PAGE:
Hundreds of thousands of people joined by dozens of world leaders are attending a rally through Paris to honour the 17 people killed in some of the worst attacks on French soil.Among those attending Sunday’s march are family members of the 12 people killed during the massacre at the Charlie Hebdo weekly, a satirical publication that often published cartoons lampooning revered religious figures.
Assailants also targeted a kosher supermarket and police, killing five people.
Each of the families of the Charlie Hebdo staff wore a white bandana on their head with the word “Charlie” written across.
About 2,200 security personnel will guard the route of the march, which will run 3km from the historic Place de la Republique to Place de la Nation in the east of Paris, France’s interior minister said, with snipers stationed on rooftops.
Some of the foreign dignitaries attending the event include David Cameron, British prime minister; Mariano Rajoy, Spain’s prime minister; German Chancellor Angela Merkel along with Sigmar Gabriel, vice-chancellor and energy minister, and Frank-Walter Steinmeier, foreign minister.
Others dignitaries are Benjamin Netanyahu, Israel’s prime minister, and Mahmoud Abbas, Palestinian president, as well as Ukraine’s President Petro Poroshenko.
Jordan’s King Abdullah II and Queen Rania are also attending the march.
Al Jazeera’s Jacky Rowland, reporting from Paris, said the Place de la Republique square was slowly filling with people.
“Tens and tens of thousands of people are already in the Square and more are expected,” she said.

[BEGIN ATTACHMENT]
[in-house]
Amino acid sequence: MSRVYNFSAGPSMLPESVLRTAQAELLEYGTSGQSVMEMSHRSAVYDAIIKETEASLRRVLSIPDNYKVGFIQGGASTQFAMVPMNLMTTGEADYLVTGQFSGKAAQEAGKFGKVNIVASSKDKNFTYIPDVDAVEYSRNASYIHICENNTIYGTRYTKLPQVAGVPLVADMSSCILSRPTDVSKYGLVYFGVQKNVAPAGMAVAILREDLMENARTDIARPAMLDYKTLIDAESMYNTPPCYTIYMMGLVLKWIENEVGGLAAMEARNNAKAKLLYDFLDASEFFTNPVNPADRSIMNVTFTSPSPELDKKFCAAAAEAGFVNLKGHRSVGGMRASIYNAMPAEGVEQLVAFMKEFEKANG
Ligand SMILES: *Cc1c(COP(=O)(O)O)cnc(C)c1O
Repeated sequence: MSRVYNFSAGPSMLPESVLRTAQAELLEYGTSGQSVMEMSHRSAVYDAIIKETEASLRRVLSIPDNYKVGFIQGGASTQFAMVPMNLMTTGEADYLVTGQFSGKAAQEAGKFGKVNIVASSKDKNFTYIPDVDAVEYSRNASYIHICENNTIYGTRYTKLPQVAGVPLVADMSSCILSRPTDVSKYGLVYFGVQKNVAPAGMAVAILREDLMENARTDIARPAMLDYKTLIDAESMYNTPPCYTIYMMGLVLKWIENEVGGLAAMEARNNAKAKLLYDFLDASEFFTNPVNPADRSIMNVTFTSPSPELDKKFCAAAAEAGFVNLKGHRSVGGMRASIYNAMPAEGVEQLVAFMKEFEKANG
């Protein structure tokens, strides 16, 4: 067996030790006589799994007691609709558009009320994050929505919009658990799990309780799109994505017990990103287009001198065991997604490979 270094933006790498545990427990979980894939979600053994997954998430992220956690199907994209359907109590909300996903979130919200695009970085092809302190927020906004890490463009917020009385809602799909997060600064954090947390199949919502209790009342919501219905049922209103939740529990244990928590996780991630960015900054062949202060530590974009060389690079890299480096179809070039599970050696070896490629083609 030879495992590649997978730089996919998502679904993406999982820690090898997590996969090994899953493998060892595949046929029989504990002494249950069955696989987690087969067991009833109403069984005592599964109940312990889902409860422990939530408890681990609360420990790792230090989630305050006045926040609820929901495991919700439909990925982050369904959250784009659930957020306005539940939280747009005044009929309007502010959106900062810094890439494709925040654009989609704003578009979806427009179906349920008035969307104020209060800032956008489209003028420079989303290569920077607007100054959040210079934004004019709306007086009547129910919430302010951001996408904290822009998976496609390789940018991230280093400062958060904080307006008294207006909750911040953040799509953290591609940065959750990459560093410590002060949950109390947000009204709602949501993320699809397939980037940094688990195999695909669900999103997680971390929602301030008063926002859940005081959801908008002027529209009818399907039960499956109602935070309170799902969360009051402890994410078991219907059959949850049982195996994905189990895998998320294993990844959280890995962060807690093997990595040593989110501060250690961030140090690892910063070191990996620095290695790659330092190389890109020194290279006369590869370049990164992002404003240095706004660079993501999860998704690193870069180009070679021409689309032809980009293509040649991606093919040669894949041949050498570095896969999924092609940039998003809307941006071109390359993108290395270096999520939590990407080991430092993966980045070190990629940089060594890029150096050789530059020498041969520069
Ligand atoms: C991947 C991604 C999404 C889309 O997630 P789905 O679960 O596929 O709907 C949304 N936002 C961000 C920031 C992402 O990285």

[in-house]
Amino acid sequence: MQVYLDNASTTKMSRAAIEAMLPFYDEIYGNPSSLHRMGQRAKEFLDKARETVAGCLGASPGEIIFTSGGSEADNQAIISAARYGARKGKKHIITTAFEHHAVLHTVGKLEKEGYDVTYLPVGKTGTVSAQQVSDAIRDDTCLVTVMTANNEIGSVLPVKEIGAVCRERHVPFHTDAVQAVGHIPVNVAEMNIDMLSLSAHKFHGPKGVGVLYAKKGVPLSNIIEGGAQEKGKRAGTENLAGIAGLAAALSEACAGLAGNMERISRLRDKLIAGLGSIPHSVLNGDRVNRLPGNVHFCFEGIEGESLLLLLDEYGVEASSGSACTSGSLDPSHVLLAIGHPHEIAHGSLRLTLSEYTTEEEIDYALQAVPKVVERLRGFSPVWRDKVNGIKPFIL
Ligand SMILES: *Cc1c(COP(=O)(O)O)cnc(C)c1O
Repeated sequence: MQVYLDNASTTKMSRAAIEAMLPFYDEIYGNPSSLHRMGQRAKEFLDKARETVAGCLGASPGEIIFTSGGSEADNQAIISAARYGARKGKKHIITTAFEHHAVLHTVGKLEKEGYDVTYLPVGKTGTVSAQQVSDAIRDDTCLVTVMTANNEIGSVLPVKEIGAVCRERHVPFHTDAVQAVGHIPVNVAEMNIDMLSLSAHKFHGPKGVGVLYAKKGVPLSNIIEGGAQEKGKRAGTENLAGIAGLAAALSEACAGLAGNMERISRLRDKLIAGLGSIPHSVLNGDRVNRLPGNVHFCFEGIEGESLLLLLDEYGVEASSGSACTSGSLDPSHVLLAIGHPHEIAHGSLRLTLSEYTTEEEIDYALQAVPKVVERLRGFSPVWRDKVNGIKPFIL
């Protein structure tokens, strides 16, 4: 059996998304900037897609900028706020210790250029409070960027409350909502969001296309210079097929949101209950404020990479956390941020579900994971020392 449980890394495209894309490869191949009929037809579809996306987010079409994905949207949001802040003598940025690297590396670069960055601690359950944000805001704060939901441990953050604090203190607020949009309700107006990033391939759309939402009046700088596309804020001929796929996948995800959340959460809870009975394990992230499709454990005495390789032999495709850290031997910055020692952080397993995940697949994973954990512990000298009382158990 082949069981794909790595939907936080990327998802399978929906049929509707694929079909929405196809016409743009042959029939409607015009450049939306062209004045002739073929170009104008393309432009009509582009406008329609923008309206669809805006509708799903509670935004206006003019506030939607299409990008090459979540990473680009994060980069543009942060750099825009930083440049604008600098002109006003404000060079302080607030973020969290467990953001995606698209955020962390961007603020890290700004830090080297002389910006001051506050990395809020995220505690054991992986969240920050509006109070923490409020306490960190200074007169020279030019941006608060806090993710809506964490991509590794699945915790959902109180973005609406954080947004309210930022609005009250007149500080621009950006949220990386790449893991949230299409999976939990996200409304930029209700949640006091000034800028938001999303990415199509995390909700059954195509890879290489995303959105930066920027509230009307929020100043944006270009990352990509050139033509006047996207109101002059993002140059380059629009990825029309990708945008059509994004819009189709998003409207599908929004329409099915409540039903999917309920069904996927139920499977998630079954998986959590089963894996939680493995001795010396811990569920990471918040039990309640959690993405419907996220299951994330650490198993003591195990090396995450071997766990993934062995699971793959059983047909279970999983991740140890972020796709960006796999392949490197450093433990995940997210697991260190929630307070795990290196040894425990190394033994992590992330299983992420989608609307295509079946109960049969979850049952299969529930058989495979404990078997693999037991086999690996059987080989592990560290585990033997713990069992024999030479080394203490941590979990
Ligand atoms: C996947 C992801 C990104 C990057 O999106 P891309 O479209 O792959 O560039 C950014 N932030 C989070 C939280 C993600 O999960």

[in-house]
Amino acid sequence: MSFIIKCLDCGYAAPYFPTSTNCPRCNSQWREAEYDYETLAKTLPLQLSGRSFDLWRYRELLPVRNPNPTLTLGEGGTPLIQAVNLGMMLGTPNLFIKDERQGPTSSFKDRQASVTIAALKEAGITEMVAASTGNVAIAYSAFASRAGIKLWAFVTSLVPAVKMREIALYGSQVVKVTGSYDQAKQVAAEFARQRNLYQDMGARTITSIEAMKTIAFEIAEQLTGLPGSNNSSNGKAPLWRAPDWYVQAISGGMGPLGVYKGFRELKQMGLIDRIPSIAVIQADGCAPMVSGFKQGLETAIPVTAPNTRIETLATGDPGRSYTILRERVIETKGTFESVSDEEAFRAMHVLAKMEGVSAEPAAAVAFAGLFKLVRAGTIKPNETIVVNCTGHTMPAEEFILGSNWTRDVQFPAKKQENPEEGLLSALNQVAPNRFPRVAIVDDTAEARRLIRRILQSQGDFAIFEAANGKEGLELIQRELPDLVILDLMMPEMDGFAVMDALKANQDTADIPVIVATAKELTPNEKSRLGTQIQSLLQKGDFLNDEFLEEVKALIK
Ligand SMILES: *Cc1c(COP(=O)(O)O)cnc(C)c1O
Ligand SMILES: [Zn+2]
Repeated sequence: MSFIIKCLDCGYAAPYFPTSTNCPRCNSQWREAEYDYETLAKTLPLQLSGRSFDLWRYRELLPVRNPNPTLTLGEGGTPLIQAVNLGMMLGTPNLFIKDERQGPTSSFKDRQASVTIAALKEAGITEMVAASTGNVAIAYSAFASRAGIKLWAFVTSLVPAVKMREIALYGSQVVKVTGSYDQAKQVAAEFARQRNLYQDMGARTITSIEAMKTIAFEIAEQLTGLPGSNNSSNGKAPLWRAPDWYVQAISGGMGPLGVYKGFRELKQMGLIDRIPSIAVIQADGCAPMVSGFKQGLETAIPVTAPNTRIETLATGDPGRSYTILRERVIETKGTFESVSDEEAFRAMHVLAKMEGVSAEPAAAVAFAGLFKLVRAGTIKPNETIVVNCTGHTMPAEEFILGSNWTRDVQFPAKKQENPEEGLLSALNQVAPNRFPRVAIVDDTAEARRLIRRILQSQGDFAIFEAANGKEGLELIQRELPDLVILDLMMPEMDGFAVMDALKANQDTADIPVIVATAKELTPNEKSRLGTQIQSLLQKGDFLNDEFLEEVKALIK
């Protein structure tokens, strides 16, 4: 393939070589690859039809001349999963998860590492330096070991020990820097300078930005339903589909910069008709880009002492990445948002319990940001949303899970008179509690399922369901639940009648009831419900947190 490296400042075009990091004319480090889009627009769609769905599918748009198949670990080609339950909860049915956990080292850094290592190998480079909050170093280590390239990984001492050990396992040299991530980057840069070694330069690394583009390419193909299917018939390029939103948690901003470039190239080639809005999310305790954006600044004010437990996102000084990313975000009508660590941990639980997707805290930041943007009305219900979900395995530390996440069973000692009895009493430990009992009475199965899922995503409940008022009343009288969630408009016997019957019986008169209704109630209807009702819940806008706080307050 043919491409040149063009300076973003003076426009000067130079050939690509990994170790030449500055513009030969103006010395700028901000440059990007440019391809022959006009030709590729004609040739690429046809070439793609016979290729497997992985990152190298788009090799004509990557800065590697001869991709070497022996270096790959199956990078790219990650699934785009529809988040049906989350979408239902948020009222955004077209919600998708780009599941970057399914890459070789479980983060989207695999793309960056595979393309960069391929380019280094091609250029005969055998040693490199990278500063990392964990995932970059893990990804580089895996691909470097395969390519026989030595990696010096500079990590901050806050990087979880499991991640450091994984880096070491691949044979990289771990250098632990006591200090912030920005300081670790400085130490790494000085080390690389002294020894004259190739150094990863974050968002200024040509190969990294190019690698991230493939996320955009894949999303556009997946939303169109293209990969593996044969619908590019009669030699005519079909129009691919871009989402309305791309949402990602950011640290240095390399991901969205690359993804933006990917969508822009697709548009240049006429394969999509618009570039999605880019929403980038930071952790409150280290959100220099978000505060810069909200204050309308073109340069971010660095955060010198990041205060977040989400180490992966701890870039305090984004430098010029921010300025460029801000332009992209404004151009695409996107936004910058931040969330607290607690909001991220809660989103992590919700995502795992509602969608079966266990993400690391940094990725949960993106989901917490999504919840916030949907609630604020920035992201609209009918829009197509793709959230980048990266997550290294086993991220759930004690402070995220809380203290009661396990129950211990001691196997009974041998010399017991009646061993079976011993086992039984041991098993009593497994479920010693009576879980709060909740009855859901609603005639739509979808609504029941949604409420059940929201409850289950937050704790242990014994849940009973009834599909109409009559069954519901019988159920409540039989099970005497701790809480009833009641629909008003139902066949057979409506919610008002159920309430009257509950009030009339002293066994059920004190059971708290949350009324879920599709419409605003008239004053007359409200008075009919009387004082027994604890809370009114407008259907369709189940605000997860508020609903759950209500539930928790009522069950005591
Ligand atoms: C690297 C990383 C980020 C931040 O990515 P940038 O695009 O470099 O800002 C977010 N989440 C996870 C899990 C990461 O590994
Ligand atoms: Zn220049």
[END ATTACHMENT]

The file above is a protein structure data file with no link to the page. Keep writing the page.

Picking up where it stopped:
She said French Muslims were having difficulty taking part in a march “where Israeli leaders are participants because they view them as war criminals”, an apparent reference to last summer’s offensive between the Palestinian group Hamas and Israel, which killed nearly 2,000 Palestinians and 70 Israelis.
Paris was rocked by violence on Wednesday with an attack on the office of Charlie Hebdo, that has published cartoons of Prophet Muhammad and other religious figures.
In that attack, Cherif and Said Kouachi shot dead 12 people including some of France’s best-known cartoonists.
Five other people died as assailants took people hostage and police battled the attackers to free the hostages.
Cherif told a French media outlet over the phone that he had been sent to carry out the attack by al-Qaeda’s Yemeni branch, which has previously launched several attempts to attack Western targets.
A senior member of Al-Qaeda in the Arabian Peninsula (AQAP) claimed Wednesday’s attack, saying it was an operation to avenge the honour of Prophet Muhammad.
Security officials have not confirmed the claim but at least one of the Kouachi brothers was known to have been trained by AQAP in Yemen.
As demonstrators readied to march, European ministers, as well as Eric Holder, the US attorney general, met in Paris to discuss security threats. – Al Jazeera.